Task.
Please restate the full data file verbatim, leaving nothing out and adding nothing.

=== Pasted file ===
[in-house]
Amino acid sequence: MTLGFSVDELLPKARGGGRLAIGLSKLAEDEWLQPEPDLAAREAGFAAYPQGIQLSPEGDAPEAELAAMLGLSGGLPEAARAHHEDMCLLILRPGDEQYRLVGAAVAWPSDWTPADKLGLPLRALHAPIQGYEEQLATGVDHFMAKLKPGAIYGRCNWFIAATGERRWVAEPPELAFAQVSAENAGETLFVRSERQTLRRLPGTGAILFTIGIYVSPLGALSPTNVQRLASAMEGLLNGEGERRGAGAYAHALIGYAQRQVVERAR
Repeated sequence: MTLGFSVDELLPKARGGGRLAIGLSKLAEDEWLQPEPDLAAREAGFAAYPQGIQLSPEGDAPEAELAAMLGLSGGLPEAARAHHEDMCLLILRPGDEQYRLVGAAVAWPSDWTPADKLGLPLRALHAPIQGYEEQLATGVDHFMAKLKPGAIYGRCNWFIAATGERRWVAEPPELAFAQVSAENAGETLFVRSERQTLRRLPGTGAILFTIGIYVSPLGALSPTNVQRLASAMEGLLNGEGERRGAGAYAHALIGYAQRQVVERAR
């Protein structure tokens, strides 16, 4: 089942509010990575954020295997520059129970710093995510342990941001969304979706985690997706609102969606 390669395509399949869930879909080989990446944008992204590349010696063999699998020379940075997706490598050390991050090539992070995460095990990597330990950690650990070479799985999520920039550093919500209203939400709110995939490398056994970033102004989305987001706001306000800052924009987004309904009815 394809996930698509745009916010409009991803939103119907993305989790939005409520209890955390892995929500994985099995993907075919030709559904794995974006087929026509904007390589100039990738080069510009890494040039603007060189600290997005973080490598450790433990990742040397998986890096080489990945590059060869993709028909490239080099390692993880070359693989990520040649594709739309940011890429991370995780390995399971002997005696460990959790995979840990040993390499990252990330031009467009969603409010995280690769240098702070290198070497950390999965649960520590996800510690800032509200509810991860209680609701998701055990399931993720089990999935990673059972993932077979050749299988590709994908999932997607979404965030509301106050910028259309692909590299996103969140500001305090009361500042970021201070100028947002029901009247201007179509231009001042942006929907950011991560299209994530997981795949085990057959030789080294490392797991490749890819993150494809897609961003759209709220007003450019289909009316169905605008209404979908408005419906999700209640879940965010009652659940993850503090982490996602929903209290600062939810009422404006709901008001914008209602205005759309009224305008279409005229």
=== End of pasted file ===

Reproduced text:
[in-house]
Amino acid sequence: MTLGFSVDELLPKARGGGRLAIGLSKLAEDEWLQPEPDLAAREAGFAAYPQGIQLSPEGDAPEAELAAMLGLSGGLPEAARAHHEDMCLLILRPGDEQYRLVGAAVAWPSDWTPADKLGLPLRALHAPIQGYEEQLATGVDHFMAKLKPGAIYGRCNWFIAATGERRWVAEPPELAFAQVSAENAGETLFVRSERQTLRRLPGTGAILFTIGIYVSPLGALSPTNVQRLASAMEGLLNGEGERRGAGAYAHALIGYAQRQVVERAR
Repeated sequence: MTLGFSVDELLPKARGGGRLAIGLSKLAEDEWLQPEPDLAAREAGFAAYPQGIQLSPEGDAPEAELAAMLGLSGGLPEAARAHHEDMCLLILRPGDEQYRLVGAAVAWPSDWTPADKLGLPLRALHAPIQGYEEQLATGVDHFMAKLKPGAIYGRCNWFIAATGERRWVAEPPELAFAQVSAENAGETLFVRSERQTLRRLPGTGAILFTIGIYVSPLGALSPTNVQRLASAMEGLLNGEGERRGAGAYAHALIGYAQRQVVERAR
């Protein structure tokens, strides 16, 4: 089942509010990575954020295997520059129970710093995510342990941001969304979706985690997706609102969606 390669395509399949869930879909080989990446944008992204590349010696063999699998020379940075997706490598050390991050090539992070995460095990990597330990950690650990070479799985999520920039550093919500209203939400709110995939490398056994970033102004989305987001706001306000800052924009987004309904009815 394809996930698509745009916010409009991803939103119907993305989790939005409520209890955390892995929500994985099995993907075919030709559904794995974006087929026509904007390589100039990738080069510009890494040039603007060189600290997005973080490598450790433990990742040397998986890096080489990945590059060869993709028909490239080099390692993880070359693989990520040649594709739309940011890429991370995780390995399971002997005696460990959790995979840990040993390499990252990330031009467009969603409010995280690769240098702070290198070497950390999965649960520590996800510690800032509200509810991860209680609701998701055990399931993720089990999935990673059972993932077979050749299988590709994908999932997607979404965030509301106050910028259309692909590299996103969140500001305090009361500042970021201070100028947002029901009247201007179509231009001042942006929907950011991560299209994530997981795949085990057959030789080294490392797991490749890819993150494809897609961003759209709220007003450019289909009316169905605008209404979908408005419906999700209640879940965010009652659940993850503090982490996602929903209290600062939810009422404006709901008001914008209602205005759309009224305008279409005229």